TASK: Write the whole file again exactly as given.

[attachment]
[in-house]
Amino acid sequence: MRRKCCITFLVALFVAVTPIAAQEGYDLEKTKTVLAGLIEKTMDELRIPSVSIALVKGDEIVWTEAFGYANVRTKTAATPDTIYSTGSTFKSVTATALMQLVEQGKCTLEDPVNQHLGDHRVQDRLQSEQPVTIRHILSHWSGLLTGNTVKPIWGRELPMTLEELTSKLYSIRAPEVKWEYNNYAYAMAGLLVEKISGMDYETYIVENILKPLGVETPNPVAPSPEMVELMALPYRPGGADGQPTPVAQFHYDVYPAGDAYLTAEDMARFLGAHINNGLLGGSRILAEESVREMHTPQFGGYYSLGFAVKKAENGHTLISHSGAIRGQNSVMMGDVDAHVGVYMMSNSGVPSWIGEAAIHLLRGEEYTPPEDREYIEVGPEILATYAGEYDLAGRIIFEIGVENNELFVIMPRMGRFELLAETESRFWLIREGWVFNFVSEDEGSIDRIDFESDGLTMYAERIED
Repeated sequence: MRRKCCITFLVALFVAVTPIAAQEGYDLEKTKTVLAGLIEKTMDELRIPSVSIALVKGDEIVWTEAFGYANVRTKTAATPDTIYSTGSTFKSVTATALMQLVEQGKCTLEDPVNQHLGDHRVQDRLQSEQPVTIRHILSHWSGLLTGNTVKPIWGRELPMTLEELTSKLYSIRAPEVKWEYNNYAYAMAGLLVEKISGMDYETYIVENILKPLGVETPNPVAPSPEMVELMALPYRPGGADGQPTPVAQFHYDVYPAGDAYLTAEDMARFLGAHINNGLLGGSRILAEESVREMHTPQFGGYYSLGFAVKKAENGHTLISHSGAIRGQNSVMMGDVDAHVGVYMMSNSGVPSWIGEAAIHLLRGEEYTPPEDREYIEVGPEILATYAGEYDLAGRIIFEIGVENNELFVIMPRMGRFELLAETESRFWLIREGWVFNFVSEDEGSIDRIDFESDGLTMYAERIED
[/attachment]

[in-house]
Amino acid sequence: MRRKCCITFLVALFVAVTPIAAQEGYDLEKTKTVLAGLIEKTMDELRIPSVSIALVKGDEIVWTEAFGYANVRTKTAATPDTIYSTGSTFKSVTATALMQLVEQGKCTLEDPVNQHLGDHRVQDRLQSEQPVTIRHILSHWSGLLTGNTVKPIWGRELPMTLEELTSKLYSIRAPEVKWEYNNYAYAMAGLLVEKISGMDYETYIVENILKPLGVETPNPVAPSPEMVELMALPYRPGGADGQPTPVAQFHYDVYPAGDAYLTAEDMARFLGAHINNGLLGGSRILAEESVREMHTPQFGGYYSLGFAVKKAENGHTLISHSGAIRGQNSVMMGDVDAHVGVYMMSNSGVPSWIGEAAIHLLRGEEYTPPEDREYIEVGPEILATYAGEYDLAGRIIFEIGVENNELFVIMPRMGRFELLAETESRFWLIREGWVFNFVSEDEGSIDRIDFESDGLTMYAERIED
Repeated sequence: MRRKCCITFLVALFVAVTPIAAQEGYDLEKTKTVLAGLIEKTMDELRIPSVSIALVKGDEIVWTEAFGYANVRTKTAATPDTIYSTGSTFKSVTATALMQLVEQGKCTLEDPVNQHLGDHRVQDRLQSEQPVTIRHILSHWSGLLTGNTVKPIWGRELPMTLEELTSKLYSIRAPEVKWEYNNYAYAMAGLLVEKISGMDYETYIVENILKPLGVETPNPVAPSPEMVELMALPYRPGGADGQPTPVAQFHYDVYPAGDAYLTAEDMARFLGAHINNGLLGGSRILAEESVREMHTPQFGGYYSLGFAVKKAENGHTLISHSGAIRGQNSVMMGDVDAHVGVYMMSNSGVPSWIGEAAIHLLRGEEYTPPEDREYIEVGPEILATYAGEYDLAGRIIFEIGVENNELFVIMPRMGRFELLAETESRFWLIREGWVFNFVSEDEGSIDRIDFESDGLTMYAERIED